Military History/bayonets


I have multiple bayonets from my father & grandfather which I believe are  from the civil war, WWI and a knife from WWII. I have pictures of all, including close ups of their markings that I can send. I want to find out the make & history of these pieces & if they are of any value. Any assistance would be much appreciated.

The first one is the US Mk II Utility Knife.  It is of the same pattern as the Marine Corp K-bar fighting knife, but with a blakelite scabbard, where the K-Bar had a leather one.  The Mark I was in a leather scabbard with a more conventional blade pattern and was shorter.  Some of the Mark IIs came with a smooth leather grip made of leather washers as is yours, but it is beveled just like the K-bar.  Since the Marines were part of the Navy, it is probable that for cost savings they just decided to use the one design at some time later in the war.  The RCC stands for Remington Cutlery Company which was bought by the PAL Blade and Tool Company (Plattsburg, N.Y.) shortly before WWII. PAL continued with the Remington line, including marking the blade with the old Remington numbering identification - "RH" for Remington Hunting-followed by a model number. The RH-36 had a six-inch blade and the RH-37 had a seven-inch blade.  The sheaths were usually made by a separate company.

The triangle bayonets appear to be  a British Pattern 1895 British Enfield bayonets  Some tips I found on a bayonet webpage are:

Check the Muzzle Ring Diameter as the Pattern 1876 is larger at 23/32nd of an inch or 18 mm, where as the Pattern 1895 is smaller at 21/32nd of an inch or 17 mm.
The Pattern 1895 was introduced for the Martini Enfield Rifles Mark 1 and 11 with the smaller diameter .303 barrels and the higher front sight post. They were converted from the Pattern 1876 by replacing the socket entirely. The scabbard is identical to the Pattern 1876 and are interchangable.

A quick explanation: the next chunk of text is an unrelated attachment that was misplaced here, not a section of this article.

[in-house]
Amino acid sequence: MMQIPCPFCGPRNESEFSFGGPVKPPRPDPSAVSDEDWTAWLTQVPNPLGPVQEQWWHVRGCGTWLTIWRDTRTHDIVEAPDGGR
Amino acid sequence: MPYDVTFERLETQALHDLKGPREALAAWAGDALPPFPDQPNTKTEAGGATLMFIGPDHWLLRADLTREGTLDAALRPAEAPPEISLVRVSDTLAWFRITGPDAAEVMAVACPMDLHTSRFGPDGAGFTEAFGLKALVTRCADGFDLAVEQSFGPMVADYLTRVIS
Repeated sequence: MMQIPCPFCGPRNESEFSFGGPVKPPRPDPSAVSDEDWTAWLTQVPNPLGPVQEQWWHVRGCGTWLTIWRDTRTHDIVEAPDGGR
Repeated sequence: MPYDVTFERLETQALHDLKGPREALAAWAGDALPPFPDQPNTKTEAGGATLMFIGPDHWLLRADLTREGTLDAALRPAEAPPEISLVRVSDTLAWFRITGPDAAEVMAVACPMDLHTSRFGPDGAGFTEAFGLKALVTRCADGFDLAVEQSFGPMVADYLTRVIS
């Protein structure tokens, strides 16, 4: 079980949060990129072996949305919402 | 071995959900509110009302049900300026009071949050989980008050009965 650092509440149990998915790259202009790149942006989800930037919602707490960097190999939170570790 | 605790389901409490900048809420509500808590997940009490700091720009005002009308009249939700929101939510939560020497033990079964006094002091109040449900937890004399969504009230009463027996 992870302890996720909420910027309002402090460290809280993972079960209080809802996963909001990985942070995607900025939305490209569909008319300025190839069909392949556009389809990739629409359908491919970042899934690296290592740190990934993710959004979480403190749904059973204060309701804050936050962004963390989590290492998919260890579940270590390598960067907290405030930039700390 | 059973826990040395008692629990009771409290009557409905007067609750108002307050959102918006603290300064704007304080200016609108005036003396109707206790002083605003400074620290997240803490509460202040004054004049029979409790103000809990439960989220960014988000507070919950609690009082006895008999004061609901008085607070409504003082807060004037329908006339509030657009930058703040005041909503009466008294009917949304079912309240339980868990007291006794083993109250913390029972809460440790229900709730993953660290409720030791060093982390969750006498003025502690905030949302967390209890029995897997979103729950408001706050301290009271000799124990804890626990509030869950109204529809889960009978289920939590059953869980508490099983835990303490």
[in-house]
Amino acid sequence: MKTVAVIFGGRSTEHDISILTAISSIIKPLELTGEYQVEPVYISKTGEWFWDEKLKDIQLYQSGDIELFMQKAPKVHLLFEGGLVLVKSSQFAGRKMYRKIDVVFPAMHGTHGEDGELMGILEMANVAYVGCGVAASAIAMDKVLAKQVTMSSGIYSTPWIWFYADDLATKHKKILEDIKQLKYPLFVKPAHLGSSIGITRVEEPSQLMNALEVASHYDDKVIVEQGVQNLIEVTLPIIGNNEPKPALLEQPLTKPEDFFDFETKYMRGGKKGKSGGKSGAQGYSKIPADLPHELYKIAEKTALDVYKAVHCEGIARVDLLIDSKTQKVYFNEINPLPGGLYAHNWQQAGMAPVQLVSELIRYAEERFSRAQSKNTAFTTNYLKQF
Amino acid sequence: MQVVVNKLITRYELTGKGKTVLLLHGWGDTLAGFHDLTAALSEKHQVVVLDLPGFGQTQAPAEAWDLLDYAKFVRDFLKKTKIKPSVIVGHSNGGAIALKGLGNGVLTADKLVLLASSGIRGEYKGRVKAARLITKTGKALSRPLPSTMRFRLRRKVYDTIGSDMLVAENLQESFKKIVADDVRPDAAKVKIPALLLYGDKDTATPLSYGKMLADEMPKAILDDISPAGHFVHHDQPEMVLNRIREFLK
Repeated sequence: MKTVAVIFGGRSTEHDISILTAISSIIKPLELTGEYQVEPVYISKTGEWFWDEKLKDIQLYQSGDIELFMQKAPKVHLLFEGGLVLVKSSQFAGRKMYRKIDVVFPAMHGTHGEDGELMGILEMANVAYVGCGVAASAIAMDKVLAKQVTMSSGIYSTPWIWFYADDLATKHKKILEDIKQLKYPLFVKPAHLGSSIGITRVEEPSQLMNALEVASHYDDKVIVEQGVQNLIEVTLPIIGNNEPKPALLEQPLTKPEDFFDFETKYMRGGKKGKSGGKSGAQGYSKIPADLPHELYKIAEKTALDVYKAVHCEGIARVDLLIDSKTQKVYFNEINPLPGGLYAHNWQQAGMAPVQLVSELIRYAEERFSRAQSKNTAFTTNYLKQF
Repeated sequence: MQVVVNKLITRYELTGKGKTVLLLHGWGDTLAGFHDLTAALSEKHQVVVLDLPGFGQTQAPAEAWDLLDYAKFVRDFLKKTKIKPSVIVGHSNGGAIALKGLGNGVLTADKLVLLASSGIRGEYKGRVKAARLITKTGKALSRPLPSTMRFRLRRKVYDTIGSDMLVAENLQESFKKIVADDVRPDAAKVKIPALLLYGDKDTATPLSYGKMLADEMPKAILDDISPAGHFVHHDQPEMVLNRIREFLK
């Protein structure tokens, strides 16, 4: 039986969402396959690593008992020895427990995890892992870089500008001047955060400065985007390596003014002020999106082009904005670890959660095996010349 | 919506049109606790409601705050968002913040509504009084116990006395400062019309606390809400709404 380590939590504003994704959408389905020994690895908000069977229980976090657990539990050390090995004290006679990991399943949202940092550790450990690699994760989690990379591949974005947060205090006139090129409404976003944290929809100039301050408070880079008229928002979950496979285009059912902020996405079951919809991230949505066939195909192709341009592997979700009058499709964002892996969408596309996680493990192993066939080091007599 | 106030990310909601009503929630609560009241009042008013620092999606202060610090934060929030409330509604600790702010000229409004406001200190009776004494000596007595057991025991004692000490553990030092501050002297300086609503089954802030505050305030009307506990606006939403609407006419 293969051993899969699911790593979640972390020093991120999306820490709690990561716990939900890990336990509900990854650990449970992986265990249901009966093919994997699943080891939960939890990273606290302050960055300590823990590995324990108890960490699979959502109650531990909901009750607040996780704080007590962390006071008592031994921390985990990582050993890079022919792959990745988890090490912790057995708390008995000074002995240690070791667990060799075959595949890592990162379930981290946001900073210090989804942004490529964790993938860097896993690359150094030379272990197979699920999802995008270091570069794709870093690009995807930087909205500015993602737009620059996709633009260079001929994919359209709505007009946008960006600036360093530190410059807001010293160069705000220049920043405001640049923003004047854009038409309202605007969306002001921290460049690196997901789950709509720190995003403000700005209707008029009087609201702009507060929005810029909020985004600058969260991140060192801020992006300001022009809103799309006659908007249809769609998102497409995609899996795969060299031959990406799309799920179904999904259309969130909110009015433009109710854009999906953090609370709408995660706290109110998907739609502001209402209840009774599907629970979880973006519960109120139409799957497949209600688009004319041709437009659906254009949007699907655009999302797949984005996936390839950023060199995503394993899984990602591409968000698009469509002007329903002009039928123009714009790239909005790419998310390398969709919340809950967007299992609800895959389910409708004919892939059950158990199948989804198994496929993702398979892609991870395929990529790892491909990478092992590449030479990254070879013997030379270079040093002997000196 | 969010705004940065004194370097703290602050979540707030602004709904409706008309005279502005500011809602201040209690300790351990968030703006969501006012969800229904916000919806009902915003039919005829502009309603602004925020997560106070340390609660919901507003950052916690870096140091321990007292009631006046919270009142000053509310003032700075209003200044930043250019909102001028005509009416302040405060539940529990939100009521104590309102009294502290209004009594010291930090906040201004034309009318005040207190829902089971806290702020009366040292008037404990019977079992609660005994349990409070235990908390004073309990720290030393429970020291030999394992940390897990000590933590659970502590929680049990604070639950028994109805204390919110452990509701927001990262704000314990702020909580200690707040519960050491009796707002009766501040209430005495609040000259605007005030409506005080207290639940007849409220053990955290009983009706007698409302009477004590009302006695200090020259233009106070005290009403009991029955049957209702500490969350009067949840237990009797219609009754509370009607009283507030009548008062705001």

When the bayonet is laid on a table you will notice the socket stirrup stands vertical and when fitted to the rifle hangs vertically under the barrel. Most were used in the Colonies and today
not often found in the UK and ZA.

The markings are as follows.  The Crown indicates British, the intials under the crown were those of the reigning monarch at the time it was made.  E for Edward, ER for Edward VII 1901 to 1910.  VR Victoria 1837 – 1901  The B on the one should probably be an E sloppy stamping I guess, too many pints a lunch?
The hat mark bisected by a vertical line or up arrow is the Government Acceptance mark.  
The X bisected is Surplus or sold out of service mark.
The single two digit number is the date of manufacture 73 – 1873, 70 – 1870 80 – 1880
The 217 could be month and year.  Feb 1817.
There are a lot of variations.  Go to this site they have tables for all the British bayonet markings both for those made in the UK and the colonies.

The US Model Springfield 1898 bayonet was made for the Krag Jorgenson rifle used during the Spanish American War.  Its interesting to note that the scabbard is almost identical to the one designed for the K98 Mauser, with the exception that the German version had a L shaped hanger on it to hold it in a leather frog that attached to the soldiers web gear.
The last is a Mauser Bayonet the Model S84/98 Second Pattern for the Mauser 98 service rifle.  This is a 1915 version as it has the slotted grip screws.  It has Kaiser Wilhelms of Prussia’s Cypher, imperial crown and was made in 1915 (15)  The other marks are proof and inspectors marks.

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Keith H. Patton


I can answer questions pertaining to weapons and tactics, personalities, battles, and strategies in european and U.S. history.


I was a history major, and had done extensive research in the subject area. I have designed and tested numerous computer games for various
historical periods.

B.A History M.S. Science
I have had the opportunity to live abroad and walk numerous battlefields both in the United States, Europe, and the Pacific.

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